Paris РOp̩ra Bastille and Palais Garnier

Legally Blonde was, I think even she will admit, somewhat disappointed to hear that her Parisian opera outing was to be to the 1980s era opera house on the rather grimy Place de la Bastille rather than the magnificent Napoleon III commissioned Palais Garnier which dominates the city between the Grands Magasins and the Louvre.

Opéra Bastille
It’s not that the Opéra Bastille isn’t nice, just that it lacks some of the grandeur of its older and more elegant cousin in the 9th arrondissement: its hallways would not be confused with those of Versailles, each seat rather boringly faces the stage rather than other boxes making convenient scrutiny of other patrons more difficult and, while we’re on the subject, nobody at all was in black tie. In fact, with the exception of one young lady who decided to come dressed as a cross between a lingerie advert and a Christmas present, it was generally a fairly scruffy lot ascending the stairs towards three hours of Francesca de Rimini on Saturday night. Never daunted, your correspondent straightened his tailcoat and stepped up.

It quickly became apparent that there are a number of differences between opera in Paris and opera in London.

The first is that everybody drinks champagne. This innovation from our French cousins I can recommend.

The second – less welcome – is that the programmes are €12 and sold by people who appear to be either trainee tenors or on loan from the nearby fruit and veg market. Rarely did a sip of champagne pass my lips without it being accompanied by a booming entreaty to buy a programme from the other side of the foyer.

The third is that the surtitles are in French. Perhaps this shouldn’t have come as a shock, being as how we were in France and all. Nevertheless, it was surprisingly difficult – even for someone who professes some knowledge of French – to translate from Italian on stage, to French on the screen, to literal English and then from Opera language to actual human sentiments and emotions. Luckily, there isn’t a complicated plot here and we’d read the precis before going in, so we were pretty up to speed with whatever misfortune happened to be befalling Francesca at any given moment.

Palais Garnier (Photo: Peter Rivera, via Flickr Creative Commons License)

The following day we discovered that you don’t actually have to go to the opera to see the inside of the Palais Garnier as they run daily tours, and even ones in English. We had had an inside tip that the tour to get on was the 11:30am, because that is the one which includes a tour inside the auditorium. The later visits are prevented from doing this because they can clash with the charmingly named “spectacle” of the day, during which the auditorium is understandably occupied.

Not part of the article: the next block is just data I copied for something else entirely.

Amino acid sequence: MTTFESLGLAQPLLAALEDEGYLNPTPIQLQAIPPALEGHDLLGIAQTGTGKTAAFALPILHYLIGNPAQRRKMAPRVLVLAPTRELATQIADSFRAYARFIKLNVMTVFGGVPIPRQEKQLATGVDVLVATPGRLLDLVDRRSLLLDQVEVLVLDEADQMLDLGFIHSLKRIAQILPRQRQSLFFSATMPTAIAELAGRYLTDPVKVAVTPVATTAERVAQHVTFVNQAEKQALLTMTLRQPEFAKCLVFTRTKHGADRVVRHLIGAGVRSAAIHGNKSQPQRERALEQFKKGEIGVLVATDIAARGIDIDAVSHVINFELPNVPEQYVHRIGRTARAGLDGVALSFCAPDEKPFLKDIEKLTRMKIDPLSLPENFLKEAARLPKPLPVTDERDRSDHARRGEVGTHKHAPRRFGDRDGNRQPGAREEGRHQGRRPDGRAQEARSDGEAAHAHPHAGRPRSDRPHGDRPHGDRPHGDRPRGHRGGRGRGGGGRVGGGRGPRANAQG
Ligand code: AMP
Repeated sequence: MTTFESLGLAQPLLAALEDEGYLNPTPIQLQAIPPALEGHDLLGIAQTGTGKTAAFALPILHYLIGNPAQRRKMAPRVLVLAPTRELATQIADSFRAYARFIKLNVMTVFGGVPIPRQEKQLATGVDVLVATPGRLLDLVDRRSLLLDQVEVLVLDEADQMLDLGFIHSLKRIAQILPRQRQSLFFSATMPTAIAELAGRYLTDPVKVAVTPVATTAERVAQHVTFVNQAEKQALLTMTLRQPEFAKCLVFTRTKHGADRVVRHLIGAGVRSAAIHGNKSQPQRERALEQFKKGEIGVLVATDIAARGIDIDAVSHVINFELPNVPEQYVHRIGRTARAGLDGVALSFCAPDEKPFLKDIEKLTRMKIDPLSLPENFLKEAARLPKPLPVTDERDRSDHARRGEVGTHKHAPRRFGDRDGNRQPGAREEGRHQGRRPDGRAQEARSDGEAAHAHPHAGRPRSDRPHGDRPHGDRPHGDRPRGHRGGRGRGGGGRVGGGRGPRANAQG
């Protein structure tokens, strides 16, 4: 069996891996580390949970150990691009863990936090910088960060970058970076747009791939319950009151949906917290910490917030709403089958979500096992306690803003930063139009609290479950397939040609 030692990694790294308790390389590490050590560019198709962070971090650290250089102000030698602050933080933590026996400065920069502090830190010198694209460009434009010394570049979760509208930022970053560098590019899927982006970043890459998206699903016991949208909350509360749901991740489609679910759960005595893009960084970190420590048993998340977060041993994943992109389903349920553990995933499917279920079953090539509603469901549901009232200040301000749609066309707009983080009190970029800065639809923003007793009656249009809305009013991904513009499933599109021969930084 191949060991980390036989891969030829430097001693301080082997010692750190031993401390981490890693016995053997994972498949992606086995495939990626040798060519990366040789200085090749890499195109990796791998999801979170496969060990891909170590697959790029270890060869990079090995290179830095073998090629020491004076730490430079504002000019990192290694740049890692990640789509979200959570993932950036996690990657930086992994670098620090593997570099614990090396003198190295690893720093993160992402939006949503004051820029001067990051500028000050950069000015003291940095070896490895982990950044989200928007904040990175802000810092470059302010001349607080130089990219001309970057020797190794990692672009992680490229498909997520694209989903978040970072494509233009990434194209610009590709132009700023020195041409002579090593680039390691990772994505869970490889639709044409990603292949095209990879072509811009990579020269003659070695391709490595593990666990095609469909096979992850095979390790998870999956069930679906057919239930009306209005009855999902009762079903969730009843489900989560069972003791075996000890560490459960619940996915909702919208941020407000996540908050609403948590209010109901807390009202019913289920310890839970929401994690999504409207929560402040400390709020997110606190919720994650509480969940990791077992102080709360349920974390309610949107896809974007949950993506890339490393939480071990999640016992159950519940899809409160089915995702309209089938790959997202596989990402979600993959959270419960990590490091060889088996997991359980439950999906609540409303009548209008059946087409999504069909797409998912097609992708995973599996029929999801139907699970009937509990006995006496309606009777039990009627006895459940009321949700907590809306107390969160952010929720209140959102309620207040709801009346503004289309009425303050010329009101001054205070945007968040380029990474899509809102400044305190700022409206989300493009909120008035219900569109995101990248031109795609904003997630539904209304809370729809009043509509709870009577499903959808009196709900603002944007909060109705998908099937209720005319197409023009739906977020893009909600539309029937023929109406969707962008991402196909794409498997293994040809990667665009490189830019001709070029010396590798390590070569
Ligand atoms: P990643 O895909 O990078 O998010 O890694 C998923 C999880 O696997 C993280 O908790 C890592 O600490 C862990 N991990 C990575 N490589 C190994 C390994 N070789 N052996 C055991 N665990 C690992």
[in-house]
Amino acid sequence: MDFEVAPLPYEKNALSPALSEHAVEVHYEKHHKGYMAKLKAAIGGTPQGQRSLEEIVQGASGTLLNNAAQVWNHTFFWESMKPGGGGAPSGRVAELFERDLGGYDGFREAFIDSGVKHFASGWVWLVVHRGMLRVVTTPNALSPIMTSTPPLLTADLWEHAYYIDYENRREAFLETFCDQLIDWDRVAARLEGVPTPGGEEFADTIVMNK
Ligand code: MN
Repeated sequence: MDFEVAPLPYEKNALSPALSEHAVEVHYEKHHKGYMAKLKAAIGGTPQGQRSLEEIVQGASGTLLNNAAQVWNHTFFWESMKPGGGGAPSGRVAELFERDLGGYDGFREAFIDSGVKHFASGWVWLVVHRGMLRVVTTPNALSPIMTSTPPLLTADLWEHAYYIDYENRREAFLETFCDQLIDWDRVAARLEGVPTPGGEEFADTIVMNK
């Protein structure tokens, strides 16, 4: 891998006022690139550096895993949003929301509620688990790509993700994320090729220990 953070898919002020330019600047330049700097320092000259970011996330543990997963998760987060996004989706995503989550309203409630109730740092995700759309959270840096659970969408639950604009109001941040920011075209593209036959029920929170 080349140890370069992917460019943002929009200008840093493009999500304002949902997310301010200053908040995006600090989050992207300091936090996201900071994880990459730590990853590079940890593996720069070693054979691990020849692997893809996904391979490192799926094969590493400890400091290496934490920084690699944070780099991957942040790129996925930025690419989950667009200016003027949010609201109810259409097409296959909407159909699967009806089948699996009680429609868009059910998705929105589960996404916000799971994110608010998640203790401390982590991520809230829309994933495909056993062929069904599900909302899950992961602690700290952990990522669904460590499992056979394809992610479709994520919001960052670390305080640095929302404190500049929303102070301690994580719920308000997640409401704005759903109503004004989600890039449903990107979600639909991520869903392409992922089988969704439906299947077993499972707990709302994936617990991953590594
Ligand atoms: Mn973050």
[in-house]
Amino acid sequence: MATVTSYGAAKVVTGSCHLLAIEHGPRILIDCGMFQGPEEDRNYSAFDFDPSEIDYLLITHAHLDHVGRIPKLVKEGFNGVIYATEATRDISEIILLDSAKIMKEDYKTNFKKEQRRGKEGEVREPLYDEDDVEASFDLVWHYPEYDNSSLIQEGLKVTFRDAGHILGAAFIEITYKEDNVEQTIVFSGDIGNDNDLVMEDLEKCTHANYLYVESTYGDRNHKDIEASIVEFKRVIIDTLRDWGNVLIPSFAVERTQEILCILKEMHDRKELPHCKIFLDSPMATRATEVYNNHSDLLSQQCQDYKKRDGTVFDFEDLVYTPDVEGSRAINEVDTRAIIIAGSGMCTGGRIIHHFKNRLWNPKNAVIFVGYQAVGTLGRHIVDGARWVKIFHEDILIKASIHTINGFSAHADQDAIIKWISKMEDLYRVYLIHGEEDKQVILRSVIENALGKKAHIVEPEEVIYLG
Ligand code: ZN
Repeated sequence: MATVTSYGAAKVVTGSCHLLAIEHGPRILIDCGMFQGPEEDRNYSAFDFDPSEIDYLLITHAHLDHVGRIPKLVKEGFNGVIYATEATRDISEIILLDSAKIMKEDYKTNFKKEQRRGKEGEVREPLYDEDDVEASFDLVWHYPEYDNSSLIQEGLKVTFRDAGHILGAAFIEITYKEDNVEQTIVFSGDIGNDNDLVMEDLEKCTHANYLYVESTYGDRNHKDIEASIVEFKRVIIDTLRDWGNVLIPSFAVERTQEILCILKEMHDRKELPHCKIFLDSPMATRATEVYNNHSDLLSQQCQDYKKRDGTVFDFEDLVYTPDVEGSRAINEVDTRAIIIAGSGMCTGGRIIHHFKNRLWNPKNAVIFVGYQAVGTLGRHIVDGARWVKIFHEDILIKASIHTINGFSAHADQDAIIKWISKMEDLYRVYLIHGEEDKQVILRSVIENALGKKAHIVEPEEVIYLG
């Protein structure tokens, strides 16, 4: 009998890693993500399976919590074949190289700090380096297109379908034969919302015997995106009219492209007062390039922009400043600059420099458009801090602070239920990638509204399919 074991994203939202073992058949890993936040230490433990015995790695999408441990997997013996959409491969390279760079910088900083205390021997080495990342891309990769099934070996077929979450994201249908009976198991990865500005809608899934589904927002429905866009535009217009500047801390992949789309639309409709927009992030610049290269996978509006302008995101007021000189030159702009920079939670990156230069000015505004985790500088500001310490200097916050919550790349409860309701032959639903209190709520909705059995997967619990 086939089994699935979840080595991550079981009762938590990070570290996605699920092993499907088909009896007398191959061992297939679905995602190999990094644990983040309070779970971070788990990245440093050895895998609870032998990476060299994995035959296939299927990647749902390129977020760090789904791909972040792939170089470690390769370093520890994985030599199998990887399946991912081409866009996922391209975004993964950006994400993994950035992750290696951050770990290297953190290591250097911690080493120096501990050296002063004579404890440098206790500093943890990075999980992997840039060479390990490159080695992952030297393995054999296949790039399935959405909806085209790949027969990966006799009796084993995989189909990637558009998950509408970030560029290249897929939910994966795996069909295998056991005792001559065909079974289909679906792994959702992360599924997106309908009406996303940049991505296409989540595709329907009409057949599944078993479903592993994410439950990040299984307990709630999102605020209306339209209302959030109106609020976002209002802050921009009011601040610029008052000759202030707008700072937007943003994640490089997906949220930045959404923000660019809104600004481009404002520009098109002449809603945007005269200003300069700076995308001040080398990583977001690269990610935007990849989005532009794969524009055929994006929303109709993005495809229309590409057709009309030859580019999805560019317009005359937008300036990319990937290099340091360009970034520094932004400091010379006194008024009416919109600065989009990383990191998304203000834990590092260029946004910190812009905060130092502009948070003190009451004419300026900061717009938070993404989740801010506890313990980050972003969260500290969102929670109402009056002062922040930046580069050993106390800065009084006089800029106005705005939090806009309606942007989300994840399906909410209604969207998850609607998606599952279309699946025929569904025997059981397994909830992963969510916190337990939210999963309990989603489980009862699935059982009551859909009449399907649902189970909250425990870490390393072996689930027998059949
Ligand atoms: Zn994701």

As it turns out, the auditorium itself (unlike the vast Bastille opera, wonderful in an entirely different way) is the least interesting part of the building. Charming and opulent as it is (even with its modern Chagall painted dome, to which Sans Taste did not warm), it is dwarfed by the wonderful architecture of the hallways, staircases and rotundas which make up the rest of the building.

Grand Staircase (Photo: Benh LIEU SONG, via Creative Commons license)

Built in 1875 by Charles Garnier at the commission of Napoleon III, the building was aimed primarily at the needs of members’ social lives rather than aesthetic appreciation of the lyric arts. In contrast to the subscribers of today, who will purchase a ticket for a single performance of each production, the original members of Garnier’s opera house would take ownership of their box for the entire season and attend every performance. This meant that the prime sport of an evening at the opera (at least after the first time) would be the observation of those fellow members in the loges opposite rather than close attention to what was happening on stage. This explains the auditorium’s horseshoe shape, which is so inhospitable to proper viewing of opera that today many seats are sold as “non viewing” tickets with no view of the stage whatsoever, but which affords an excellent view of one’s fellow operagoers. Seats in the former imperial box, which you might expect to be the best in the house, are now classed in the third price tier: while they afford a poor view on the stage, they allow unencumbered views around the auditorium and are, most importantly, the best place to be seen.

We at once determined that these would be our seats of preference in future.

Our tour guide, was something of a spoil sport in fastidiously focusing entirely on the actual factual history of the opera house. American faces all around me fell as she listed the differences between reality and the Andrew Lloyd Webber version: “No, the chandelier has never fallen from the ceiling. No, we do not have a vast underwater lake illuminated by the light of a thousand romantic candelabra”.

We didn’t mind. We were enthralled by the magnificent gilt foyers, the curved onyx handrails designed to suggest the movement of ballet, the finely polished chandeliers, the intricate ceiling mosaics and the infinite coloured mirrors designed to suggest the eternal sunlight of the Second Empire.

This is not the crush room... (Photo: Legally Blonde)

Having seen two Parisian opera houses in twelve hours, we considered ourselves experts and consulted on the relative merits as we climbed aboard our Vélibs.

There’s really no debate. Who cares if you can’t see the stage from half the seats? Who cares if the acoustics and the sight lines and the queues for the loo are better down the road at Bastille or Comédie-Francaise? This, this is a theatre.

Tours are €12. 11:30am and 2:30pm daily. Sundays at 11:30 are best, but that’s our secret ok?